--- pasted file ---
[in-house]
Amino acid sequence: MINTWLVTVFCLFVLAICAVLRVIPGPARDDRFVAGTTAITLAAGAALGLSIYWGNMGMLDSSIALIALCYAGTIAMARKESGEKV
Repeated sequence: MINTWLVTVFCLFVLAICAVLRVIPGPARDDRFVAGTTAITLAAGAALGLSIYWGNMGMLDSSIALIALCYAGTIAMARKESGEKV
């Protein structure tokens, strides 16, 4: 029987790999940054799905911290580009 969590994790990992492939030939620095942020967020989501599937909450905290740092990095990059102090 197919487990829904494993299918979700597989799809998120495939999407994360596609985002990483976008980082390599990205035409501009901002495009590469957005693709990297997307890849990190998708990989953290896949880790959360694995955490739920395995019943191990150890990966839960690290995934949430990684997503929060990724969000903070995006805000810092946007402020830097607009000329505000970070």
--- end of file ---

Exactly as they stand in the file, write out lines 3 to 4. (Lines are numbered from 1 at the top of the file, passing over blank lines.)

Repeated sequence: MINTWLVTVFCLFVLAICAVLRVIPGPARDDRFVAGTTAITLAAGAALGLSIYWGNMGMLDSSIALIALCYAGTIAMARKESGEKV
């Protein structure tokens, strides 16, 4: 029987790999940054799905911290580009 969590994790990992492939030939620095942020967020989501599937909450905290740092990095990059102090 197919487990829904494993299918979700597989799809998120495939999407994360596609985002990483976008980082390599990205035409501009901002495009590469957005693709990297997307890849990190998708990989953290896949880790959360694995955490739920395995019943191990150890990966839960690290995934949430990684997503929060990724969000903070995006805000810092946007402020830097607009000329505000970070």